Hereditary Pancreatitis, Mutation Screen
Confirming the diagnosis of hereditary pancreatitis (HP) in patients with chronic pancreatitis
Ruling out HP in patients with chronic pancreatitis
Genetics Test Information Provides information that may help with selection of the correct test or proper submission of the test request
Sequencing exons 2 and 3 of the cationic trypsinogen (PRSS1) gene only. Includes the following commonly observed mutations: R122H, R122C, N29I, and A16V.
Clinical Information Discusses physiology, pathophysiology, and general clinical aspects, as they relate to a laboratory test
Hereditary pancreatitis (HP) is a rare autosomal dominant disorder, with approximately 80% penetrance. HP is characterized by early onset of acute pancreatitis during childhood or early adolescence. The acute pancreatitis in these patients generally progresses to chronic pancreatitis by adulthood and can eventually lead to both exocrine and endocrine pancreatic insufficiency. Patients with HP are also at an increased risk for developing pancreatic cancer. Studies have estimated the lifetime risk of developing pancreatic cancer to be as high as 40%.
HP cannot be clinically distinguished from other forms of pancreatitis. However, PRSS1 mutations are generally restricted to individuals with a family history of pancreatitis. PRSS1 mutations are infrequently found in patients with alcohol-induced and tropical pancreatitis.
The protease serine 1 or cationic trypsinogen (PRSS1) gene is located on chromosome 7. It has been reported that as many as 80% of patients with symptomatic hereditary pancreatitis have a causative PRSS1 mutation. Although several mutations have been identified, the Arg122His (R122H), Asn29Ile (N29I), and Ala16Val (A16V) mutations have been identified as the primary causative defects in HP. The phenotype of patients with these 3 mutations is quite similar, sharing many clinical features, though there are some differences. Data suggests that the R122H mutation results in more severe disease and earlier onset of symptoms, while the A16V mutation has reduced penetrance. Although these 3 alterations account for >90% of mutations detected in the cationic trypsinogen gene, the inability to identify mutations in approximately 20% of families with HP suggests the possible involvement of other loci or unidentified mutations in the cationic trypsinogen gene.
Reference Values Describes reference intervals and additional information for interpretation of test results. May include intervals based on age and sex when appropriate. Intervals are Mayo-derived, unless otherwise designated. If an interpretive report is provided, the reference value field will state this.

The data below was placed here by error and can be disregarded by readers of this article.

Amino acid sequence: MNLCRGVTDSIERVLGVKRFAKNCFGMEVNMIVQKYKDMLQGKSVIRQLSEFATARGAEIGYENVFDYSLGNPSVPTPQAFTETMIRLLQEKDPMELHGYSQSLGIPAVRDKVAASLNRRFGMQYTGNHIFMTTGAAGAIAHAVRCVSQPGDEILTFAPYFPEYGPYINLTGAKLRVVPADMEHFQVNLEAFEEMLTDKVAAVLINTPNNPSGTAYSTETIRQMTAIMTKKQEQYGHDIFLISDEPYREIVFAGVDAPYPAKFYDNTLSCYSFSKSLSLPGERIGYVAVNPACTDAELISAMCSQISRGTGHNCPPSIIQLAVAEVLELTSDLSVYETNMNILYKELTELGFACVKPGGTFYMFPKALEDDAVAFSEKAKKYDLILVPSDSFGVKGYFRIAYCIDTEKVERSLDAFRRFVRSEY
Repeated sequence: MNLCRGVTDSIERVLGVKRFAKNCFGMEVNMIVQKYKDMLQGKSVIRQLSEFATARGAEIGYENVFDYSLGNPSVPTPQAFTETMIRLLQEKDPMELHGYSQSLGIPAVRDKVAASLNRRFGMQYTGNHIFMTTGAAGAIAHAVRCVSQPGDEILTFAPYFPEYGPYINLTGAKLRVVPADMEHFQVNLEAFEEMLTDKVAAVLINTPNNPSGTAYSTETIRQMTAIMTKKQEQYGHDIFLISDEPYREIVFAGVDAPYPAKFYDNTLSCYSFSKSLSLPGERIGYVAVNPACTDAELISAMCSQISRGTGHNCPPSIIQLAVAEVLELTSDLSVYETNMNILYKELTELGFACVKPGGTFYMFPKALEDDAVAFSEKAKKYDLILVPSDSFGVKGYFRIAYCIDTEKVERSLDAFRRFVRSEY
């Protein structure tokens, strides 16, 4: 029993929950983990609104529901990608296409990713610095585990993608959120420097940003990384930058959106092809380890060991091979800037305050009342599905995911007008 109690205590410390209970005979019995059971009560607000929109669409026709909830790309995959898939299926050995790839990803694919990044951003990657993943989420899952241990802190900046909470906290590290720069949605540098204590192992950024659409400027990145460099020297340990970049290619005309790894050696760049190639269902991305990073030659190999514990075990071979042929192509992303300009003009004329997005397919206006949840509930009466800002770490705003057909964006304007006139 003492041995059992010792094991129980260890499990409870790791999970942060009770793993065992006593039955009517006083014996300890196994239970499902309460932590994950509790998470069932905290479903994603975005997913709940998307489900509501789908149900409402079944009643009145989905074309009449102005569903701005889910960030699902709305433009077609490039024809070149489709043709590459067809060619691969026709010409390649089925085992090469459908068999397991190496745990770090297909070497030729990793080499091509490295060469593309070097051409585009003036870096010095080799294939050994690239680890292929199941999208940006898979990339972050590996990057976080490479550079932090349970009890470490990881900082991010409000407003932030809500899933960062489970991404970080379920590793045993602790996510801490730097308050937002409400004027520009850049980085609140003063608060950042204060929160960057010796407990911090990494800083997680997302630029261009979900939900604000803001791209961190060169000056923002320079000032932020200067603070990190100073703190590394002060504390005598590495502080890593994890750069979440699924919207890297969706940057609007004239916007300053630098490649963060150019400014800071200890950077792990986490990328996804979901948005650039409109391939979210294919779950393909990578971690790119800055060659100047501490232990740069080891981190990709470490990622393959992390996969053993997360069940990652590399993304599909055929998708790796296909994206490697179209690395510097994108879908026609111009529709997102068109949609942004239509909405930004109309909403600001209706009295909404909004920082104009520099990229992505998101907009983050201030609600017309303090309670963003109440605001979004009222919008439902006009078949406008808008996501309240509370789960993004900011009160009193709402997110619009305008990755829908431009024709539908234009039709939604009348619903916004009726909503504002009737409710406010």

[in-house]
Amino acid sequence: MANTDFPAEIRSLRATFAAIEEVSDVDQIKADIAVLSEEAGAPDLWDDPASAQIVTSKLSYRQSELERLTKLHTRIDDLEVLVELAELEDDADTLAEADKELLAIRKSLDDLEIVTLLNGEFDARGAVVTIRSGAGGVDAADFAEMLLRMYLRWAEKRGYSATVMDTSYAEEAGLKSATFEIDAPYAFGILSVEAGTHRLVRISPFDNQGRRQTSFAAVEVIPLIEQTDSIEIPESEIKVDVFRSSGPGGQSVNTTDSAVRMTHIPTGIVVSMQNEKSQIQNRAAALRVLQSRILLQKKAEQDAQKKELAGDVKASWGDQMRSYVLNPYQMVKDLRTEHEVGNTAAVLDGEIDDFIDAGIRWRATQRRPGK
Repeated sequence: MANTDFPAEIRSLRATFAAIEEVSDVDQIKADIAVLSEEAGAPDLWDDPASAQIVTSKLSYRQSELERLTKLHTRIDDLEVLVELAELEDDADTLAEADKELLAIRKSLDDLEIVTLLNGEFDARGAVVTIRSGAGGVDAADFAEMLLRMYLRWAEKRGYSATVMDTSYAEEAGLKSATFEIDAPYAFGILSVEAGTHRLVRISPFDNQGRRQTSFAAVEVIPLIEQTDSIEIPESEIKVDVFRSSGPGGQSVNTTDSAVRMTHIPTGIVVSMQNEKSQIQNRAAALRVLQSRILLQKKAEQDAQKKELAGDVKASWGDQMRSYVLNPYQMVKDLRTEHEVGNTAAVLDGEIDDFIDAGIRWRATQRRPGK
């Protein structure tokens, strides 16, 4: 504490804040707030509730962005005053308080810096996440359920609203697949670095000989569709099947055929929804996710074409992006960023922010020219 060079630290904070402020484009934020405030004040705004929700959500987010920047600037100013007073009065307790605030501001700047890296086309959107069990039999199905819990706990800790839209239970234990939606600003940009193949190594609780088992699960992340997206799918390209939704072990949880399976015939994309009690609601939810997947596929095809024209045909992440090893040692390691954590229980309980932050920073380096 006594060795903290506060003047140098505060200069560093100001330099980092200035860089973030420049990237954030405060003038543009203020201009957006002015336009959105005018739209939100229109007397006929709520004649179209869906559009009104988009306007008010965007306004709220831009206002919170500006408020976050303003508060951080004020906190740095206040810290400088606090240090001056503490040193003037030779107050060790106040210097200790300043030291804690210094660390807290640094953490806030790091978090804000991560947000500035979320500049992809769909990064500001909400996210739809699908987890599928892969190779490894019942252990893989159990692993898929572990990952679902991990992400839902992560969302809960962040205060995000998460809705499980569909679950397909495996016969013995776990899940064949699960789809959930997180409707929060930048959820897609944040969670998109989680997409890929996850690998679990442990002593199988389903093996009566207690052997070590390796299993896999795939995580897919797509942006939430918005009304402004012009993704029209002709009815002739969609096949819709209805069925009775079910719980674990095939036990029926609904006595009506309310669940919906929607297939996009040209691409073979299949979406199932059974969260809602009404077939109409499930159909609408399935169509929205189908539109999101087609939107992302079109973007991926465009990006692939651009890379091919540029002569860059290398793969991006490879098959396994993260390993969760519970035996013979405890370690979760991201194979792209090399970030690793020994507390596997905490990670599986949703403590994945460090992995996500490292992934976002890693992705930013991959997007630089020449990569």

An interpretive report will be provided.
An interpretive report will be provided.
Cautions Discusses conditions that may cause diagnostic confusion, including improper specimen collection and handling, inappropriate test selection, and interfering substances
A small percentage of individuals who are carriers or have a diagnosis of hereditary pancreatitis (HP) may have a mutation that is not identified by this method (eg, mutations in other exons, promoter mutations). The absence of a mutation(s), therefore, does not eliminate the possibility of positive carrier status or the diagnosis of HP. For carrier testing, it is important to first document the presence of a PRSS1 gene mutation in an affected family member.
In some cases, DNA alterations of undetermined significance may be identified.
Rare polymorphisms exist that could lead to false-negative or false-positive results. If results obtained do not match the clinical findings, additional testing should be considered.
A previous bone marrow transplant from an allogenic donor will interfere with testing. Call Mayo Medical Laboratories for instructions for testing patients who have received a bone marrow transplant.
Test results should be interpreted in the context of clinical findings, family history, and other laboratory data. Errors in our interpretation of results may occur if information given is inaccurate or incomplete.
Clinical Reference Provides recommendations for further in-depth reading of a clinical nature
1. Teich N, Mossner J: Hereditary chronic pancreatitis. Best Pract Res Clin Gastroenterol 2008;22(1):115-30
2. Howes N, Greenhalf W, Stocken DD, Neoptolemos JP: Cationic trypsinogen mutations and pancreatitis. Clin Lab Med 2005;25:39-59
3. Ellis I: Genetic counseling for hereditary pancreatitis-the role of molecular genetics testing for the cationic trypsinogen gene, cystic fibrosis and serine protease inhibitor Kazal type 1. Gastroenterol Clin North Am 2004;33:839-854